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good news! Almost all APO33 radios are back!!

You could listen it now with great players such as VLC, Mplayer, xmms…etc (Ogg Vorbis audio streaming)

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AROUGATE @ Piksel07


Arougate is an installation that involves the environnement of the space he is invited to hunt in.

Arougate is a digital beast who hunts information, tracks it, feeds on it, and generally reacts to it. Arougate behaves like a wolf when he eats his ‘preys’ ; no one can disturb him without consequence; the combination of a machinic system with the poetic-modelisation of animal reactions creates an uncontrollable noise activity in a specific place.

Arougate is composed of audio, video, data sensor extensions which enable him to hunt in any situation; the bestial mechanism operates fast interactions on the hunted information which is then divided into two layers: the digestive mechanism of the beast’s digital belly and his swift reaction to hunting in a dangerous steppe. The outcome of these interactions is redistributed in space with the help of video & audio signals, spatialized by different devices (speakers, TV radios, wall projection…etc).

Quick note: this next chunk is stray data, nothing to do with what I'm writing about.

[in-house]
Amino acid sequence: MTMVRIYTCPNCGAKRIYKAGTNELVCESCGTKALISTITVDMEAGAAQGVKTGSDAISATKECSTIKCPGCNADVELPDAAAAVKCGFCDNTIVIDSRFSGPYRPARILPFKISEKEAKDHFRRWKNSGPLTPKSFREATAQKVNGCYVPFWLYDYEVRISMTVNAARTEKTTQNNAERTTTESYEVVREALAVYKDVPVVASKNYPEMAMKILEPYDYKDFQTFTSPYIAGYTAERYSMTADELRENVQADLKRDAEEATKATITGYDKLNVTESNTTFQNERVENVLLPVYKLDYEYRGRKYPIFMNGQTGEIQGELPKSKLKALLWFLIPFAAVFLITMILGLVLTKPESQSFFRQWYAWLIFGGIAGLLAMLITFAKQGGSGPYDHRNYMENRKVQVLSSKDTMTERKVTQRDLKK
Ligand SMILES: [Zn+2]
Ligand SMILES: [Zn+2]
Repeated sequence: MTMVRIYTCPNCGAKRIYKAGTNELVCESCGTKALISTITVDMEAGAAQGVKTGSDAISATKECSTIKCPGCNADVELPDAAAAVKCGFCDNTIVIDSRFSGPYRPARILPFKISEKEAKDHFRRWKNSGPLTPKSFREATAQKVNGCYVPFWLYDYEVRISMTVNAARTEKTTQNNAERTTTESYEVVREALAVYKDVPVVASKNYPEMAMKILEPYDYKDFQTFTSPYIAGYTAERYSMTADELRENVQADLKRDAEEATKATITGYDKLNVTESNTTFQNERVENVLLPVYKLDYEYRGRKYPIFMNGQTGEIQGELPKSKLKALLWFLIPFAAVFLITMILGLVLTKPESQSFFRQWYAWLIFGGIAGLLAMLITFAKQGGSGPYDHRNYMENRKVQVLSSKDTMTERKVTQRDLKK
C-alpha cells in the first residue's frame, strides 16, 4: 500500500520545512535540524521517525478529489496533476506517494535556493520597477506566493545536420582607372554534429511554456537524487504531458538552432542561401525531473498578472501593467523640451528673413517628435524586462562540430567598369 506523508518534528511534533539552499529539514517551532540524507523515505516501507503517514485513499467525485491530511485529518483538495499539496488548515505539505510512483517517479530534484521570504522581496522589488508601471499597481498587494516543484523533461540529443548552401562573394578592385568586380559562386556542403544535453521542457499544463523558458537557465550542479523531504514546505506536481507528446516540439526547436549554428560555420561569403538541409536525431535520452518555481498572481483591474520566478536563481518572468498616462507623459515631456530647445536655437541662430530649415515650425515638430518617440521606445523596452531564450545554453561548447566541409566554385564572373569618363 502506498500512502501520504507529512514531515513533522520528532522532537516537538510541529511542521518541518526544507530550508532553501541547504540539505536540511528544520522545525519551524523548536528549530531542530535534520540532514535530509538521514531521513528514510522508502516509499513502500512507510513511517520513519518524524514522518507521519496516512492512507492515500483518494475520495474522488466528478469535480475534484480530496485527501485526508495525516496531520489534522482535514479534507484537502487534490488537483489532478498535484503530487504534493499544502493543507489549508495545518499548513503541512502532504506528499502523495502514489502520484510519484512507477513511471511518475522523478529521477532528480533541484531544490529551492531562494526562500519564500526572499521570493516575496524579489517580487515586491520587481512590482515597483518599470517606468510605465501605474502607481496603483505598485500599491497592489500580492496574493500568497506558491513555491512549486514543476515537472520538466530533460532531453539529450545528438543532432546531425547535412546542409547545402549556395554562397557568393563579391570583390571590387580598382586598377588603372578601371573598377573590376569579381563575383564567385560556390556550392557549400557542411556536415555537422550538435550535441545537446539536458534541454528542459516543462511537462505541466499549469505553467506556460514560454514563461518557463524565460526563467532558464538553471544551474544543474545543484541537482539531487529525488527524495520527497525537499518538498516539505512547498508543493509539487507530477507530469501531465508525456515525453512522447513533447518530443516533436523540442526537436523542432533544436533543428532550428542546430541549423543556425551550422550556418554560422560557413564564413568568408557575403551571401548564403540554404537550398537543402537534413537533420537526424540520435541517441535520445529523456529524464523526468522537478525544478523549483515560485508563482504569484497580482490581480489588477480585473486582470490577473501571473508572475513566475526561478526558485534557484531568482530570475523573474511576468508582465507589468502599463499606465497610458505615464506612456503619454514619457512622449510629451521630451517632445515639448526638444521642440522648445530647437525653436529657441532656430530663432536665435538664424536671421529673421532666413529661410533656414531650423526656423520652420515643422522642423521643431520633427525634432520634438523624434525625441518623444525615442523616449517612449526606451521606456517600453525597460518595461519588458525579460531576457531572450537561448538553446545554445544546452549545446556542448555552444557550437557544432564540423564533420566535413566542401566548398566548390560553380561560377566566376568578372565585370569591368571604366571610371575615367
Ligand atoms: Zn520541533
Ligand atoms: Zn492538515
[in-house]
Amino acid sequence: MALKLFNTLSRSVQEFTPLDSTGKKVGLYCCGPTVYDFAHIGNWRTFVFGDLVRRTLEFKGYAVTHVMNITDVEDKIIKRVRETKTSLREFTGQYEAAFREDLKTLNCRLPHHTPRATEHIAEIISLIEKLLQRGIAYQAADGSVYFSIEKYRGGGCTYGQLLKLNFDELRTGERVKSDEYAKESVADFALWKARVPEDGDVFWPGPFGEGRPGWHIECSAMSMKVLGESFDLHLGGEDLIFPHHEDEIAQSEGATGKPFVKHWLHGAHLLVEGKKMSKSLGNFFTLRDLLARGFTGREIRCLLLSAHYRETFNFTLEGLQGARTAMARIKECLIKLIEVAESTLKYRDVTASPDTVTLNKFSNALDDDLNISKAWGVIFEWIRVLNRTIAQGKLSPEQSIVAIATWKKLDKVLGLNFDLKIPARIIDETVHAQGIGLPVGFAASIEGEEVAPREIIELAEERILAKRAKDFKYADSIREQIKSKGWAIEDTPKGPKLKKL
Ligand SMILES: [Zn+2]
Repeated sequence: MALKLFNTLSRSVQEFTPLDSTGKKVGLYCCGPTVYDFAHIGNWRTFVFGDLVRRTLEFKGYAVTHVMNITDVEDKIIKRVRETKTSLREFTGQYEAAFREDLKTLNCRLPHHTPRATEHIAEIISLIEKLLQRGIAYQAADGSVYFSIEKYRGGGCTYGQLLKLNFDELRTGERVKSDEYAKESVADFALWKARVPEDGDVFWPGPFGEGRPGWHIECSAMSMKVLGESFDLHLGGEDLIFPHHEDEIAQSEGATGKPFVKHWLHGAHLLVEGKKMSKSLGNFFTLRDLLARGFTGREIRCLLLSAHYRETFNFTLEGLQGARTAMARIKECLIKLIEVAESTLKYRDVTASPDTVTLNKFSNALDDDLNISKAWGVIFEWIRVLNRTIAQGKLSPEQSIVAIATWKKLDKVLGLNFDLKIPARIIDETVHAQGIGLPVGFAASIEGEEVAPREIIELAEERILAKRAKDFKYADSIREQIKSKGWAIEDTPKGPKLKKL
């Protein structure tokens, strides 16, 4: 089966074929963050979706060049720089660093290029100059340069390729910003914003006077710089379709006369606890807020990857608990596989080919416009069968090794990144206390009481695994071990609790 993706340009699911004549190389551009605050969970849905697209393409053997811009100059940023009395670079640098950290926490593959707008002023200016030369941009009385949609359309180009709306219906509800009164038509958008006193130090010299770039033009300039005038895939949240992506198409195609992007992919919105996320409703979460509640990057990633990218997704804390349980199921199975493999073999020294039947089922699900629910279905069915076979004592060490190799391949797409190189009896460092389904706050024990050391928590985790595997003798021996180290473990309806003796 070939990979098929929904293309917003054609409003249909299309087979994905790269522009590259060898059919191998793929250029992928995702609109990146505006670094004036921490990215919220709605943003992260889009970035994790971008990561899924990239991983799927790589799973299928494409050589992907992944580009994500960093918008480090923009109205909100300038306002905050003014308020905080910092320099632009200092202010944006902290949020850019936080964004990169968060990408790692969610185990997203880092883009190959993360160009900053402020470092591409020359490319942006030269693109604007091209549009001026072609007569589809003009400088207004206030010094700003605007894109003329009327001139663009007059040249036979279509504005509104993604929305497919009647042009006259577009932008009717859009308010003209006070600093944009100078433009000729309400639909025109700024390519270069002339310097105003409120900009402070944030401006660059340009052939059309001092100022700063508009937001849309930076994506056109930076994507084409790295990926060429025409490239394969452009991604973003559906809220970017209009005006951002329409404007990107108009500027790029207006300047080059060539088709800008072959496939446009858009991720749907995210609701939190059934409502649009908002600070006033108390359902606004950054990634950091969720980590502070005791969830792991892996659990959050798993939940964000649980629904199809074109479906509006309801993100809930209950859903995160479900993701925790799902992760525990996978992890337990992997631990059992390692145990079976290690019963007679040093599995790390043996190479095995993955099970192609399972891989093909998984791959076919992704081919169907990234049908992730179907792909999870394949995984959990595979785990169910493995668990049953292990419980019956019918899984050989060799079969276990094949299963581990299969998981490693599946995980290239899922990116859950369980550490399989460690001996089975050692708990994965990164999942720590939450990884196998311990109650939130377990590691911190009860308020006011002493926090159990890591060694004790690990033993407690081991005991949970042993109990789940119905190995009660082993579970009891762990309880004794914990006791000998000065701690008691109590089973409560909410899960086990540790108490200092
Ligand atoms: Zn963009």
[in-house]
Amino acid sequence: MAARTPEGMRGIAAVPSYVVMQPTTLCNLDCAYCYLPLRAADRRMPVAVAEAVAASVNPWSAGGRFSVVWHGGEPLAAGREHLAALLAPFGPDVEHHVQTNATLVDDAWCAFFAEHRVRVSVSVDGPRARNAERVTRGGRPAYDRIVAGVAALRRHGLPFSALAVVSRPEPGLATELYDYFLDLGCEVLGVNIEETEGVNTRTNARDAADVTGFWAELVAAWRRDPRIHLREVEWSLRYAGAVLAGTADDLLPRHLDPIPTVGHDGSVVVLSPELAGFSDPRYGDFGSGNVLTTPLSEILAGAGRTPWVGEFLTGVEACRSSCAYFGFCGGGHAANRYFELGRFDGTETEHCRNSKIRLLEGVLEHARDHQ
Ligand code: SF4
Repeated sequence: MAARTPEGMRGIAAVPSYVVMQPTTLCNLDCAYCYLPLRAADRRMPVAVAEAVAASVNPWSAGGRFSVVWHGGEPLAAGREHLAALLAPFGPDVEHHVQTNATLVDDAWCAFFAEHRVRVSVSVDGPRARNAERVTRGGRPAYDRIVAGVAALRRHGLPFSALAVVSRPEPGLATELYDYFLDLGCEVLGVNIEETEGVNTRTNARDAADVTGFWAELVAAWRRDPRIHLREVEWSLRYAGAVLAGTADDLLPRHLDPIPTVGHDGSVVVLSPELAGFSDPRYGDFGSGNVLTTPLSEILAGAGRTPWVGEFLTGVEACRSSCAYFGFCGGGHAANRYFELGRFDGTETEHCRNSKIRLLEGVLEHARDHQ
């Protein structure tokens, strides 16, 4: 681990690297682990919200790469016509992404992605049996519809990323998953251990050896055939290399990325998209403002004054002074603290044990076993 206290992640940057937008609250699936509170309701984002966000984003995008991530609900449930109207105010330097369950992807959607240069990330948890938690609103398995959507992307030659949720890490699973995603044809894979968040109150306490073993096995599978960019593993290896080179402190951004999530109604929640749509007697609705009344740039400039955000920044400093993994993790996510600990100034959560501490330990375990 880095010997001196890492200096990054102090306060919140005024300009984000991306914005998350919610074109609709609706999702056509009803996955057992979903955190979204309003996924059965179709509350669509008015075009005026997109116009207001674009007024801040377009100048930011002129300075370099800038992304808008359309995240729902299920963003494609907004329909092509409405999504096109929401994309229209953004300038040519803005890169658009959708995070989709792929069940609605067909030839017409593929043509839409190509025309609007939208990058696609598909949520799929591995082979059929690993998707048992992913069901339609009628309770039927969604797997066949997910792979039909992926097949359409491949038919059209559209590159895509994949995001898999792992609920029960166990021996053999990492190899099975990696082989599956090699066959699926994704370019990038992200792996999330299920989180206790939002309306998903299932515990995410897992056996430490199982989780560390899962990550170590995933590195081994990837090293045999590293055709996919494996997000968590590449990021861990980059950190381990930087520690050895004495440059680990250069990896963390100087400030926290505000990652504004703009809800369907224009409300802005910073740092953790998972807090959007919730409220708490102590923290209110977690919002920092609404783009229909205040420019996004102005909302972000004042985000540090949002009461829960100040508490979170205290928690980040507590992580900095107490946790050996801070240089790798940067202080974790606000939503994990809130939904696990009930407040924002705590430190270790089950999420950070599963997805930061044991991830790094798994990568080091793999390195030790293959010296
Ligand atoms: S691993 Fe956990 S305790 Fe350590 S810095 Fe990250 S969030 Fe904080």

When people invade the digital den, they enter simultaneously the beast’s belly and mind, or rather, a strong chaotic mixture of wires (electrical, networked, metal…etc), speakers, machines (nuxbox), radios and others unexpected objects, where vibrations (light and air) come to crash!



Pall Thayer’s Microcodes are short code art pieces written in Perl and presented on a website for viewers to read, download, and execute. Each code piece encapsulates tasks performed by artworks such as portraiture or memento mori. They follow on from Thayer’s earlier “”, which allegorized life, death and being using running Perl code.

This is a Romantic use of code, a projection of human experience onto mere material existence. Processes become lives or individuals, network sockets become voices or eyes. And in a Nietschean twist some of the code can be genuinely destructive for data. But it works the other way round as well, demonstrating that meaning can be found in or recovered from mere processes.

The program listings are presented on a modern, neutrally styled, website for download and execution. The code is licensed under the GNU GPL version 3 (or later), so everyone is free to use, study, modify and redistribute it. The use of the GPL should be a given for code art, but far too many artists are happy to take the freedom that they are given by other hackers and not pass it on. Thayer deserves credit for doing the right thing.